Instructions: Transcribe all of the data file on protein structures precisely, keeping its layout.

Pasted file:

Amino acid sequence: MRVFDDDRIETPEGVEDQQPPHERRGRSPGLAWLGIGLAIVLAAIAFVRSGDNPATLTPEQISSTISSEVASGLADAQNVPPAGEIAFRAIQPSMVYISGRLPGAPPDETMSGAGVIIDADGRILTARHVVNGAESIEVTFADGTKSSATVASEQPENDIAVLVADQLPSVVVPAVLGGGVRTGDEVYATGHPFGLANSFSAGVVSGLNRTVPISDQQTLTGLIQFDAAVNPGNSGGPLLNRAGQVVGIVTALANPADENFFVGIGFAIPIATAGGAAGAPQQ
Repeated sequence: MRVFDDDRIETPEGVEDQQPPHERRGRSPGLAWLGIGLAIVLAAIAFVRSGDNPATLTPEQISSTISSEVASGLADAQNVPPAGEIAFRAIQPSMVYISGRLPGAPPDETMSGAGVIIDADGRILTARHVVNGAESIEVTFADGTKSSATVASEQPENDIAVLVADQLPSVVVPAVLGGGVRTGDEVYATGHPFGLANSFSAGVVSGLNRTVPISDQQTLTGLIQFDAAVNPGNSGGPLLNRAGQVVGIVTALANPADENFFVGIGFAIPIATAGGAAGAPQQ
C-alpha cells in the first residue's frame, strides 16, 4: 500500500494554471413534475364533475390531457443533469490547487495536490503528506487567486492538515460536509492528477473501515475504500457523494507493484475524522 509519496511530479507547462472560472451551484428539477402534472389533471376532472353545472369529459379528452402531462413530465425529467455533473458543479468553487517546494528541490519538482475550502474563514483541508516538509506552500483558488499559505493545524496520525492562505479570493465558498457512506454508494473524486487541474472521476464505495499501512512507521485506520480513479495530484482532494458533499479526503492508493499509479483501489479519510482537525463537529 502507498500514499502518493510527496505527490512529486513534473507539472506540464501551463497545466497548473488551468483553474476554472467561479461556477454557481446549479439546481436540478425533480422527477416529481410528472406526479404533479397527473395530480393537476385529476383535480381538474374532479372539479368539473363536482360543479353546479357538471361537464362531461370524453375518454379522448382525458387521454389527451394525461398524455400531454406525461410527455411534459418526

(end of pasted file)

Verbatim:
Amino acid sequence: MRVFDDDRIETPEGVEDQQPPHERRGRSPGLAWLGIGLAIVLAAIAFVRSGDNPATLTPEQISSTISSEVASGLADAQNVPPAGEIAFRAIQPSMVYISGRLPGAPPDETMSGAGVIIDADGRILTARHVVNGAESIEVTFADGTKSSATVASEQPENDIAVLVADQLPSVVVPAVLGGGVRTGDEVYATGHPFGLANSFSAGVVSGLNRTVPISDQQTLTGLIQFDAAVNPGNSGGPLLNRAGQVVGIVTALANPADENFFVGIGFAIPIATAGGAAGAPQQ
Repeated sequence: MRVFDDDRIETPEGVEDQQPPHERRGRSPGLAWLGIGLAIVLAAIAFVRSGDNPATLTPEQISSTISSEVASGLADAQNVPPAGEIAFRAIQPSMVYISGRLPGAPPDETMSGAGVIIDADGRILTARHVVNGAESIEVTFADGTKSSATVASEQPENDIAVLVADQLPSVVVPAVLGGGVRTGDEVYATGHPFGLANSFSAGVVSGLNRTVPISDQQTLTGLIQFDAAVNPGNSGGPLLNRAGQVVGIVTALANPADENFFVGIGFAIPIATAGGAAGAPQQ
C-alpha cells in the first residue's frame, strides 16, 4: 500500500494554471413534475364533475390531457443533469490547487495536490503528506487567486492538515460536509492528477473501515475504500457523494507493484475524522 509519496511530479507547462472560472451551484428539477402534472389533471376532472353545472369529459379528452402531462413530465425529467455533473458543479468553487517546494528541490519538482475550502474563514483541508516538509506552500483558488499559505493545524496520525492562505479570493465558498457512506454508494473524486487541474472521476464505495499501512512507521485506520480513479495530484482532494458533499479526503492508493499509479483501489479519510482537525463537529 502507498500514499502518493510527496505527490512529486513534473507539472506540464501551463497545466497548473488551468483553474476554472467561479461556477454557481446549479439546481436540478425533480422527477416529481410528472406526479404533479397527473395530480393537476385529476383535480381538474374532479372539479368539473363536482360543479353546479357538471361537464362531461370524453375518454379522448382525458387521454389527451394525461398524455400531454406525461410527455411534459418526